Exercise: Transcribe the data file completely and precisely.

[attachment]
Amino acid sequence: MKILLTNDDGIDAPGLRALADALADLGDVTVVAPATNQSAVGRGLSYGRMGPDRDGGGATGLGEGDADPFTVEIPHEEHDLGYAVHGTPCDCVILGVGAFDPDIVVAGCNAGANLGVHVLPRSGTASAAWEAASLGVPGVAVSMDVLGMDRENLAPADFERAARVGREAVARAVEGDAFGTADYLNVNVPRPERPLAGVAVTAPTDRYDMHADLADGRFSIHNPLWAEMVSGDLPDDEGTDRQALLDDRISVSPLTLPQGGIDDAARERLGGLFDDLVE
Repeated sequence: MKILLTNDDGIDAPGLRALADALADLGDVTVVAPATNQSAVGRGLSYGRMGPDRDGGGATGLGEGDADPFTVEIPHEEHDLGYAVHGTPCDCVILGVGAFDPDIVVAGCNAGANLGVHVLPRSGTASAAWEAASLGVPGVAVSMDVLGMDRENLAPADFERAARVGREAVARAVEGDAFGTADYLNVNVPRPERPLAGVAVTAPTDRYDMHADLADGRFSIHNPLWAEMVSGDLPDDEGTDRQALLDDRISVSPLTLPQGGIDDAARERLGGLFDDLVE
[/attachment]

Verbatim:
Amino acid sequence: MKILLTNDDGIDAPGLRALADALADLGDVTVVAPATNQSAVGRGLSYGRMGPDRDGGGATGLGEGDADPFTVEIPHEEHDLGYAVHGTPCDCVILGVGAFDPDIVVAGCNAGANLGVHVLPRSGTASAAWEAASLGVPGVAVSMDVLGMDRENLAPADFERAARVGREAVARAVEGDAFGTADYLNVNVPRPERPLAGVAVTAPTDRYDMHADLADGRFSIHNPLWAEMVSGDLPDDEGTDRQALLDDRISVSPLTLPQGGIDDAARERLGGLFDDLVE
Repeated sequence: MKILLTNDDGIDAPGLRALADALADLGDVTVVAPATNQSAVGRGLSYGRMGPDRDGGGATGLGEGDADPFTVEIPHEEHDLGYAVHGTPCDCVILGVGAFDPDIVVAGCNAGANLGVHVLPRSGTASAAWEAASLGVPGVAVSMDVLGMDRENLAPADFERAARVGREAVARAVEGDAFGTADYLNVNVPRPERPLAGVAVTAPTDRYDMHADLADGRFSIHNPLWAEMVSGDLPDDEGTDRQALLDDRISVSPLTLPQGGIDDAARERLGGLFDDLVE